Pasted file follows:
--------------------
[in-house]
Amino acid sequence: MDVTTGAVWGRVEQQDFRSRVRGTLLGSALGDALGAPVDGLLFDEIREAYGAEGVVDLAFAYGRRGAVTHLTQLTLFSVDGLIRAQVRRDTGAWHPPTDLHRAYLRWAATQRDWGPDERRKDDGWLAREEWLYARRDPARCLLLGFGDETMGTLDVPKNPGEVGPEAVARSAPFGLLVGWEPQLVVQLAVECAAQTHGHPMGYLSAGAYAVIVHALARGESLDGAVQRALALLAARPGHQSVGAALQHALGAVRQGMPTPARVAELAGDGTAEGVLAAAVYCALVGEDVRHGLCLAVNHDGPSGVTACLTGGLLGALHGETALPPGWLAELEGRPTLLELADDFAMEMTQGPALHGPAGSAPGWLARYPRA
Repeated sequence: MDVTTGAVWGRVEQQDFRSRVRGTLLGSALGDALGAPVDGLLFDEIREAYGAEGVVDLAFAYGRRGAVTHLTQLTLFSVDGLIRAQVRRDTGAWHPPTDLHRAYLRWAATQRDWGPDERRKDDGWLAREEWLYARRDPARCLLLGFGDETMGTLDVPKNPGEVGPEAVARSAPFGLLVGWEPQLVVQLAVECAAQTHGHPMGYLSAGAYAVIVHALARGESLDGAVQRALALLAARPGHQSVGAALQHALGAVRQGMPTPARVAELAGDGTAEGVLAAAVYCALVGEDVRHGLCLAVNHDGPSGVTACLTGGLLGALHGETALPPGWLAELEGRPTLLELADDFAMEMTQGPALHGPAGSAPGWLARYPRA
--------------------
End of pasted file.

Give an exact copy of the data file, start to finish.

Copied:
[in-house]
Amino acid sequence: MDVTTGAVWGRVEQQDFRSRVRGTLLGSALGDALGAPVDGLLFDEIREAYGAEGVVDLAFAYGRRGAVTHLTQLTLFSVDGLIRAQVRRDTGAWHPPTDLHRAYLRWAATQRDWGPDERRKDDGWLAREEWLYARRDPARCLLLGFGDETMGTLDVPKNPGEVGPEAVARSAPFGLLVGWEPQLVVQLAVECAAQTHGHPMGYLSAGAYAVIVHALARGESLDGAVQRALALLAARPGHQSVGAALQHALGAVRQGMPTPARVAELAGDGTAEGVLAAAVYCALVGEDVRHGLCLAVNHDGPSGVTACLTGGLLGALHGETALPPGWLAELEGRPTLLELADDFAMEMTQGPALHGPAGSAPGWLARYPRA
Repeated sequence: MDVTTGAVWGRVEQQDFRSRVRGTLLGSALGDALGAPVDGLLFDEIREAYGAEGVVDLAFAYGRRGAVTHLTQLTLFSVDGLIRAQVRRDTGAWHPPTDLHRAYLRWAATQRDWGPDERRKDDGWLAREEWLYARRDPARCLLLGFGDETMGTLDVPKNPGEVGPEAVARSAPFGLLVGWEPQLVVQLAVECAAQTHGHPMGYLSAGAYAVIVHALARGESLDGAVQRALALLAARPGHQSVGAALQHALGAVRQGMPTPARVAELAGDGTAEGVLAAAVYCALVGEDVRHGLCLAVNHDGPSGVTACLTGGLLGALHGETALPPGWLAELEGRPTLLELADDFAMEMTQGPALHGPAGSAPGWLARYPRA